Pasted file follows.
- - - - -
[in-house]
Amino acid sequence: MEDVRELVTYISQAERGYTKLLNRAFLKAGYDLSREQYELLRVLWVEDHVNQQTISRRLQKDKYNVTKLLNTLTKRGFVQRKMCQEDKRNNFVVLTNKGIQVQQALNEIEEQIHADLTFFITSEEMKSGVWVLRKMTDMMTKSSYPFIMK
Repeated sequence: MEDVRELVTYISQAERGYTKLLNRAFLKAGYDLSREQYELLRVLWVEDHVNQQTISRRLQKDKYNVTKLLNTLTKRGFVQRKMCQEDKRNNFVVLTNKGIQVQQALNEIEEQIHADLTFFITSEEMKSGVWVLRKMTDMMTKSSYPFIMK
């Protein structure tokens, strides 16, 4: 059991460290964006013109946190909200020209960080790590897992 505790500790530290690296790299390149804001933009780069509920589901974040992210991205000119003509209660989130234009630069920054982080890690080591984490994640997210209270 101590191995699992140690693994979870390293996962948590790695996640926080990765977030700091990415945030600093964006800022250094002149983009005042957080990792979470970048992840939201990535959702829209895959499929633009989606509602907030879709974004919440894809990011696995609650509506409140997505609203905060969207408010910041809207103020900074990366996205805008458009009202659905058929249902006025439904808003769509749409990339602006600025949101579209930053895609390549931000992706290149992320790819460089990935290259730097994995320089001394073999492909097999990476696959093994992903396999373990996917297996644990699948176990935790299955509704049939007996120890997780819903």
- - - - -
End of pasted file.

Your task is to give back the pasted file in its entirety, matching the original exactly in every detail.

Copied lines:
[in-house]
Amino acid sequence: MEDVRELVTYISQAERGYTKLLNRAFLKAGYDLSREQYELLRVLWVEDHVNQQTISRRLQKDKYNVTKLLNTLTKRGFVQRKMCQEDKRNNFVVLTNKGIQVQQALNEIEEQIHADLTFFITSEEMKSGVWVLRKMTDMMTKSSYPFIMK
Repeated sequence: MEDVRELVTYISQAERGYTKLLNRAFLKAGYDLSREQYELLRVLWVEDHVNQQTISRRLQKDKYNVTKLLNTLTKRGFVQRKMCQEDKRNNFVVLTNKGIQVQQALNEIEEQIHADLTFFITSEEMKSGVWVLRKMTDMMTKSSYPFIMK
């Protein structure tokens, strides 16, 4: 059991460290964006013109946190909200020209960080790590897992 505790500790530290690296790299390149804001933009780069509920589901974040992210991205000119003509209660989130234009630069920054982080890690080591984490994640997210209270 101590191995699992140690693994979870390293996962948590790695996640926080990765977030700091990415945030600093964006800022250094002149983009005042957080990792979470970048992840939201990535959702829209895959499929633009989606509602907030879709974004919440894809990011696995609650509506409140997505609203905060969207408010910041809207103020900074990366996205805008458009009202659905058929249902006025439904808003769509749409990339602006600025949101579209930053895609390549931000992706290149992320790819460089990935290259730097994995320089001394073999492909097999990476696959093994992903396999373990996917297996644990699948176990935790299955509704049939007996120890997780819903």